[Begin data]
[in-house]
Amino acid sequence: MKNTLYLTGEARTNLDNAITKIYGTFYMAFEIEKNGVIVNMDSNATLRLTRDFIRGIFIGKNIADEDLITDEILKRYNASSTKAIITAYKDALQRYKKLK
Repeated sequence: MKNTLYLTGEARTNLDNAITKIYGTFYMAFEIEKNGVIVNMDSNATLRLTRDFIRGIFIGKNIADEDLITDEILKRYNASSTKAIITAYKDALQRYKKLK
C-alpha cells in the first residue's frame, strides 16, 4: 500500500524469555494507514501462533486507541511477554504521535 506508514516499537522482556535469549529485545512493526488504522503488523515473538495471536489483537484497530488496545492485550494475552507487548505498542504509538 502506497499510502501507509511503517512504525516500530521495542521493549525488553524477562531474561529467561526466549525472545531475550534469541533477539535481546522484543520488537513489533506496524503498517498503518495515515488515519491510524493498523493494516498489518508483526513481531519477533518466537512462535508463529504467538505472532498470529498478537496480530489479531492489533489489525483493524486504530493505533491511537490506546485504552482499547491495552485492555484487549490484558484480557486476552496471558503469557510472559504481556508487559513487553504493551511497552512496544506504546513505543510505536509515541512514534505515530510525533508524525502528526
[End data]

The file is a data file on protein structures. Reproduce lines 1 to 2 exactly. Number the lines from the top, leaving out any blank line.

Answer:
[in-house]
Amino acid sequence: MKNTLYLTGEARTNLDNAITKIYGTFYMAFEIEKNGVIVNMDSNATLRLTRDFIRGIFIGKNIADEDLITDEILKRYNASSTKAIITAYKDALQRYKKLK